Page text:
By A. Hettiarachchi
A large number of media reports, feature articles, and editorials have appeared during the last three to four years and continue to appear highlighting the issue of organized and large-scale poaching of shrimp and fish resources in the historic waters of Sri Lanka in the Palk Bay and the Gulf of Mannar by Indian fishers.
This high-handed activity has caused and continues to cause colossal losses to the economy of the country, heavy damages to the marine environment in the respective areas and immense inconvenience to the local fishers in the North. The annual loss to the economy due to poaching by Indian fishers has been estimated at over Rs. 6 billion. Indian trawlers also damage gillnets laid by local fishers by running over them. Scholtens, Bavinck and Sosai have reported in their article, Fishing in Dire Straits: Trans-Boundary Incursions in the Palk Bay (Economic & Political Weekly Vol. XLVII No. 25 of June 23, 2012) that due to gear destruction by Indian trawlers, the Karainager Fisheries Co-operative Society has suffered a loss of Rs. 2.898 million from 1 February 2010 to 1 April 2011, while Mathagal FCS has lost an amount of Rs. 6.459 million from 2 July 2009 to 16 October 2011.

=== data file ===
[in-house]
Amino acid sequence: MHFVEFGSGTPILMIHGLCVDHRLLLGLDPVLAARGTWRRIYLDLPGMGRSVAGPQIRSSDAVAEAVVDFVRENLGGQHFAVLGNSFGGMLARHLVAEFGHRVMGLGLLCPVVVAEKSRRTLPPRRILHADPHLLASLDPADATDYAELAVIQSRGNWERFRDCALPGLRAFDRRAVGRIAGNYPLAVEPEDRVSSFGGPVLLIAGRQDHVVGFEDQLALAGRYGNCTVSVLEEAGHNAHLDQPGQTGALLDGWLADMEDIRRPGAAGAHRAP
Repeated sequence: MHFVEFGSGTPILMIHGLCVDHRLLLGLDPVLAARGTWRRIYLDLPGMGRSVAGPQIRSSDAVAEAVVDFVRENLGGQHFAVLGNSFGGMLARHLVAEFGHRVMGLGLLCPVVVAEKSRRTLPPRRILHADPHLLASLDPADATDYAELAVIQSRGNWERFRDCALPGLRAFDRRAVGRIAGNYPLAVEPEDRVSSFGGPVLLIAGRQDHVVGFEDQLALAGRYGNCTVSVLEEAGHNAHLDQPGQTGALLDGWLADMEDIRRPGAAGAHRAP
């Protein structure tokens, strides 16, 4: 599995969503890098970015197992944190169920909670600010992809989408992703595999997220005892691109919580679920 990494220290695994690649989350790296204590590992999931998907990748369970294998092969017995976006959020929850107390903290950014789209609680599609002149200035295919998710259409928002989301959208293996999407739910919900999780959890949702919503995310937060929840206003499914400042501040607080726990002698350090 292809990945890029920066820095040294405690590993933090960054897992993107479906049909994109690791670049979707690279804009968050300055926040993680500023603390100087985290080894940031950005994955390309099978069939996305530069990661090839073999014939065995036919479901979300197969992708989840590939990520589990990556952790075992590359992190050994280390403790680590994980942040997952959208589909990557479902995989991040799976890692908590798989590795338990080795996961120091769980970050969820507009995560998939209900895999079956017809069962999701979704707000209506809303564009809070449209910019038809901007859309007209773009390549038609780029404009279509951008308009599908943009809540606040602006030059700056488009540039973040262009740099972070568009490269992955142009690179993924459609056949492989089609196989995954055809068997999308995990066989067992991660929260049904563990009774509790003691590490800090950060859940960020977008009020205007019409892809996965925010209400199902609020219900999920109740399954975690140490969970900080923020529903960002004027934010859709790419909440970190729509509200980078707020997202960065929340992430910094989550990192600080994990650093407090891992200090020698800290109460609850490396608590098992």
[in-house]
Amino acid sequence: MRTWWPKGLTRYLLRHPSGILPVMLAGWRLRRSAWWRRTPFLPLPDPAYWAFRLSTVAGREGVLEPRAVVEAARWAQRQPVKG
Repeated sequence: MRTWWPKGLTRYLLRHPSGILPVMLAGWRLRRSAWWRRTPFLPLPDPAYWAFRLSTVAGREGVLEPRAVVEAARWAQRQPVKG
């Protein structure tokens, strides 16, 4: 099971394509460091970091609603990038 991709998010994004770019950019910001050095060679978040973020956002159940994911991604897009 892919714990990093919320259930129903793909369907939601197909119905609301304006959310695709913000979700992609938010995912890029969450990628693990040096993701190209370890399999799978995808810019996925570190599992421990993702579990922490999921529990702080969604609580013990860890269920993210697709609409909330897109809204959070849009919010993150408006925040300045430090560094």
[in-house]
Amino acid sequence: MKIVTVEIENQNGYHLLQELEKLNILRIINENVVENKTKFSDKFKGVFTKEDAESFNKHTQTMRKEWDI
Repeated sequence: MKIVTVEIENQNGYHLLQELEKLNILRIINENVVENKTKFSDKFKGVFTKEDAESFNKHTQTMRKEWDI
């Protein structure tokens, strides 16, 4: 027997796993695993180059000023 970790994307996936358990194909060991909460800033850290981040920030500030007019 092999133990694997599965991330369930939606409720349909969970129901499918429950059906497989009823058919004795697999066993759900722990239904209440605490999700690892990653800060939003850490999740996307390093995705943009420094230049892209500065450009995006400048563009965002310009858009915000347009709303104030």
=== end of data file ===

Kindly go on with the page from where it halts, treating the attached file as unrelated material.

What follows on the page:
This is only the loss suffered by two cooperative societies with 162 fishers during a period of less than 14 or 15 months. The total number of fishers resident in the Jaffna and Mannar districts amounts to over 22,000. What would have been the total loss suffered by them due to the destruction of their fishing gear by the Indian trawlers?
Although the problem is so severe, apart from the arrests of poachers made by the Sri Lanka Navy no other action appears to have been taken by the government to protect these valuable shrimp and fish resources, which are under threat of total destruction due to the uncontrolled poaching by Indian trawlers. They have already ruined the resources on the Indian side beyond revival and that is why they cross over to the Sri Lankan side. Similar thing happened in 1940s to Sri Lanka’s famous pearl fisheries in the in the Gulf of Mannar. Those fisheries which were in existence since the early Anuradhapura Period, totally collapsed due to over-exploitation by pearl fishing companies under license from the government of Sri Lanka over a period of over 10 years. If this poaching by Indian trawlers continues it will be the same fate before long for the shrimp fisheries and other fisheries of Sri Lanka in the Gulf of Mannar and in the Palk Bay.
Waters of the Sri Lankan side of the Palk Bay and Gulf of Mannar, where poaching is mostly taking place have been declared as the historic waters of Sri Lanka by a Presidential proclamation made under the Maritime Zones Law, No. 22 of 1976 (Gazette Extraordinary 248/1 dated 15 January 1977). More....